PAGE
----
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City Bijeljina

Zrenjanin (Serbia)

Zrenjanin is the largest city of the Serbian part of Banat and its political, economic, cultural and sport centre. With the area of 1,326 square kilometres, it is the largest local community in Vojvodina, or second in Serbia. In the urban part of Zrenjanin, there are around 76,000 people, and with the surroundings settlements there are around 130,000 inhabitants belonging to more than 20 different ethnic groups, and it is the third local community in Vojvodina according to the number of inhabitants. Zrenjanin is the city of tolerance, culture, art, sport, bridges, youth, and strong economic momentum.
Cooperation agreement between Bijeljina and Zrenjanin (at the level of twinning agreement) was signed in 2018 by the mayors of Bijeljina and Zrenjanin, Mićo Mićić and Čedomir Janjić.
The first traces of life of people near Zrenjanin originate from the Neolithic and belong to Starčevo culture. A necropolis from the period of great migrations was also discovered. The oldest written trace of a settlement at the location of today’s Zrenjanin originates from 1326, when it was mentioned as a village built on three islands of Begej River.
It is believed that there used to be an Avarian-Slavic ring at the location of today’s city centre, and after that this location was owned by Hungarian lords. At the beginning of the 15th century, Hungarian King Sigismund of Luxembourg gifted Bečkerek to Serbian despot Stean Lazarević as his vassal, who remained under the rule of Hungarian kings until Banat was conquered by Sokollu Mehmed Pasha in 1551, when the Serbs were majority in western Banat. With short breaks, the Turkish rule lasted until 1717, and the Treaty of Požarevac in 1718 marked the beginning of the rule of the Habsburgs, which lasted until 1918. The Turks left an empty land, so the government from Vienna rushed to settle people in order to strengthen the border in Banat towards Turkey – the number of inhabitants in Bečkerek grew, but ethnic structure changed: in addition to Serbs, also the Germans, Romanians, Italians, French, Hungarians, and even Catalonians settled here. The Catalonians called their part of the town New Barcelona.
After the liberation from the Turks, the Austrian authorities initiated extensive works to regulate Begej River, to dry swamps and to turn them into fertile land. A navigable canal with a length of 70 kilometres was built between Bečkerek and Timișoara, and a brewery was opened in Great Bečkerek in 1745, which marked the start of industrialisation of this town. The first Serbian school is mentioned in this year, too.
In 1769, the Queen Maria Theresia granted the Municipality of Great Bečkerek the privilege of becoming the trading centre, or a free trade town, and in 1779 Great Bečkerek became the seat of the administration of Torontal district. By the 1832 charter of Emperor Francis I, Great Bečkerek became a free royal town, thus its privileges were expanded.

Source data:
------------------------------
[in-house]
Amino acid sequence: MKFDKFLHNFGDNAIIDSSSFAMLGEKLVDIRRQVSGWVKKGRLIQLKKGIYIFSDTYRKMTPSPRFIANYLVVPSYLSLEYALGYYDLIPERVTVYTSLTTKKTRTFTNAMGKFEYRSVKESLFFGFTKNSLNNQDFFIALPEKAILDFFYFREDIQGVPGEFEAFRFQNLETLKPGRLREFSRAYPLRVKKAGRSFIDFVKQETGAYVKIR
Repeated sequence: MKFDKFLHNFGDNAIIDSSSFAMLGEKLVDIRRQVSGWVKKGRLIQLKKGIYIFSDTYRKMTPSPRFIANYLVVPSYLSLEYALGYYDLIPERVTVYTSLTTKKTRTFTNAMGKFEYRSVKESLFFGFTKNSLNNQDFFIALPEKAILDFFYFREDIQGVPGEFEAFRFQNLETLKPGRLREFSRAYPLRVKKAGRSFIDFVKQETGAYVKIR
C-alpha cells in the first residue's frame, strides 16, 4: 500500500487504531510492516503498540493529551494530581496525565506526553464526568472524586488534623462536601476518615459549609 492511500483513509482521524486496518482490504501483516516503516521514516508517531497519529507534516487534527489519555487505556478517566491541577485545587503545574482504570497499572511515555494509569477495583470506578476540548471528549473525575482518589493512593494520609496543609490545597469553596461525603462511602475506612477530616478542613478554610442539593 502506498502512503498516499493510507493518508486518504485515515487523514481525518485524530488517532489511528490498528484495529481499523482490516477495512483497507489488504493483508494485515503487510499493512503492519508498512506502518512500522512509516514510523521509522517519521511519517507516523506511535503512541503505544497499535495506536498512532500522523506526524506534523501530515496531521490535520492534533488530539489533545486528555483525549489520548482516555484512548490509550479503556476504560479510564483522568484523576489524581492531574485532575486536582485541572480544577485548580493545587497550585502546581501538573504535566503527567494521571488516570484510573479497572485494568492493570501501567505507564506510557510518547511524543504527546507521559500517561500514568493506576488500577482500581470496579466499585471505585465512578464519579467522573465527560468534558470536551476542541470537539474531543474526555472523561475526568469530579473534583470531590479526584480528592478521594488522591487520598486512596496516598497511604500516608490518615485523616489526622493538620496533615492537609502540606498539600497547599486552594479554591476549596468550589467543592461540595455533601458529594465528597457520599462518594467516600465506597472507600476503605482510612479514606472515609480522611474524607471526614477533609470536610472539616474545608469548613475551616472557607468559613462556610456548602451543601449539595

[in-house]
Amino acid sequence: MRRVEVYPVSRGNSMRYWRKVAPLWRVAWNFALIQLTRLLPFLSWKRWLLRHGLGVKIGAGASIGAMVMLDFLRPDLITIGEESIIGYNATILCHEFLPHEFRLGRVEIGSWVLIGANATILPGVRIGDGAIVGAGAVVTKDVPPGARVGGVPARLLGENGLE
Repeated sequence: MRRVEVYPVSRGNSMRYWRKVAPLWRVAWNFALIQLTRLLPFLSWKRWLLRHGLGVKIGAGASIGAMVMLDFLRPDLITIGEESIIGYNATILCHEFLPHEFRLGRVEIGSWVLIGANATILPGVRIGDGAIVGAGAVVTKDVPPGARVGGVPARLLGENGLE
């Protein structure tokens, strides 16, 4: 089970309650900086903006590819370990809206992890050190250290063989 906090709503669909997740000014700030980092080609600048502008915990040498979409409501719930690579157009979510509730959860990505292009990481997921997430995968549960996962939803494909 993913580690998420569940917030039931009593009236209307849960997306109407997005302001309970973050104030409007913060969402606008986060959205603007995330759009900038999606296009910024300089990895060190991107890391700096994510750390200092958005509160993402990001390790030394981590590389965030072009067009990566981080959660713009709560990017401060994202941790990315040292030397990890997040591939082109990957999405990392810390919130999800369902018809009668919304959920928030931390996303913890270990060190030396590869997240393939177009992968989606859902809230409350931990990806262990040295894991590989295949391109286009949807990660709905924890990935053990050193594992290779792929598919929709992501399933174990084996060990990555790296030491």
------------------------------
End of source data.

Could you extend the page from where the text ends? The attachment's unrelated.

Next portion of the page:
Bečkerek had a great importance during the revolution of 1848/49, and from mid January to April 1849 it was held by Serbian revolutionary army. After the suppression of the revolution it became a part of the crownland of the Habsburgs called Voivodeship of Serbia and Banat of Temeschwar,  which included most of Banat, Bačka and part of Srem. From 1860 it was a part of Hungarian part of Dual monarchy, until the liberation in 1918.
In the history of the fight for Serbian political rights in Austro-Hungary, Bečkerek will be noted as the place where Bečkerek Programme was introduced, and the Serbian National Liberal Party was found, with Svetozar Miletić as their leader. This marked the birth of the first modern party of the Serbs and gave guidelines for political activities of the Serbs in the Hungarian Parliament.
Even though Serbian population received certain national rights, the period from 1849 to 1918 was marked first by German, and then by Hungarian domination.
At the same time, it was a period of great economic progress, and many private and public buildings were built in town. These buildings are part of architectural heritage today, and their significance overcomes the limits of Zrenjanin.
Hungarian government in Great Bečkerek was finall overthrown on 7th November 1918, when Serbian troops marched into the town, and in accordance with the decisions made by the Great National Assembly of the Serbs, Bunjevci and other Slavs in Banat, Bačka and Baranja, held on 25th November 1918 in Novi Sad, this part of Banat became a part of the Kingdom of Serbia.
In 1935 the name of the town was changed to Petrovgrad, after the King Patar I Karađorđević the Liberator.
During the Second World War, the town changed its name again to Great Bečkerek and became the centre of German occupation government for Banat. During the war years, except for sporadic sabotages which were answered by severe retributions, there were no significant combat actions, but the Jewish community was completely destroyed. The town was liberated by the Red Army units on 2nd October 1944.
In 1946, Great Bečkerek changed its name again, and from that time it has been called Zrenjanin, after the national hero Žarko Zrenjanin Uča.
The post war period was the period of a new economic development and Zrenjanin became one of the largest economic centres in Yugoslavia.